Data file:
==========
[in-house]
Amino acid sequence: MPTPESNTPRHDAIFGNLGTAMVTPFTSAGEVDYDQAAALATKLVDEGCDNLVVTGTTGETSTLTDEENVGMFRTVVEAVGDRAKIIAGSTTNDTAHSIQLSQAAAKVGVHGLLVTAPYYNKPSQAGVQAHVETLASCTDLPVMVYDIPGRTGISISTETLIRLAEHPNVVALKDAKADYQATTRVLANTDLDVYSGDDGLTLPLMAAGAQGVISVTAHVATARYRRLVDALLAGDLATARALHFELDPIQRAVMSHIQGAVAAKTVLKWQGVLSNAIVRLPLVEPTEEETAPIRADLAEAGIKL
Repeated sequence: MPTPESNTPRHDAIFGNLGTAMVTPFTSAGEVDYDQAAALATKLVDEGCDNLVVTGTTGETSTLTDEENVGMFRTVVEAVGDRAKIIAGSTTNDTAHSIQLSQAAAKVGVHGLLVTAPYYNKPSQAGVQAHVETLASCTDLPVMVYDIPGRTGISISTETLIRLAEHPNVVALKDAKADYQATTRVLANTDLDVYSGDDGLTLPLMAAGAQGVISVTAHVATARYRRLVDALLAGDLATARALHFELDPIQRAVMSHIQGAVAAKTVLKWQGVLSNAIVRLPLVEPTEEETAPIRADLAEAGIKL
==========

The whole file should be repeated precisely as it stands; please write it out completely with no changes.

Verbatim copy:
[in-house]
Amino acid sequence: MPTPESNTPRHDAIFGNLGTAMVTPFTSAGEVDYDQAAALATKLVDEGCDNLVVTGTTGETSTLTDEENVGMFRTVVEAVGDRAKIIAGSTTNDTAHSIQLSQAAAKVGVHGLLVTAPYYNKPSQAGVQAHVETLASCTDLPVMVYDIPGRTGISISTETLIRLAEHPNVVALKDAKADYQATTRVLANTDLDVYSGDDGLTLPLMAAGAQGVISVTAHVATARYRRLVDALLAGDLATARALHFELDPIQRAVMSHIQGAVAAKTVLKWQGVLSNAIVRLPLVEPTEEETAPIRADLAEAGIKL
Repeated sequence: MPTPESNTPRHDAIFGNLGTAMVTPFTSAGEVDYDQAAALATKLVDEGCDNLVVTGTTGETSTLTDEENVGMFRTVVEAVGDRAKIIAGSTTNDTAHSIQLSQAAAKVGVHGLLVTAPYYNKPSQAGVQAHVETLASCTDLPVMVYDIPGRTGISISTETLIRLAEHPNVVALKDAKADYQATTRVLANTDLDVYSGDDGLTLPLMAAGAQGVISVTAHVATARYRRLVDALLAGDLATARALHFELDPIQRAVMSHIQGAVAAKTVLKWQGVLSNAIVRLPLVEPTEEETAPIRADLAEAGIKL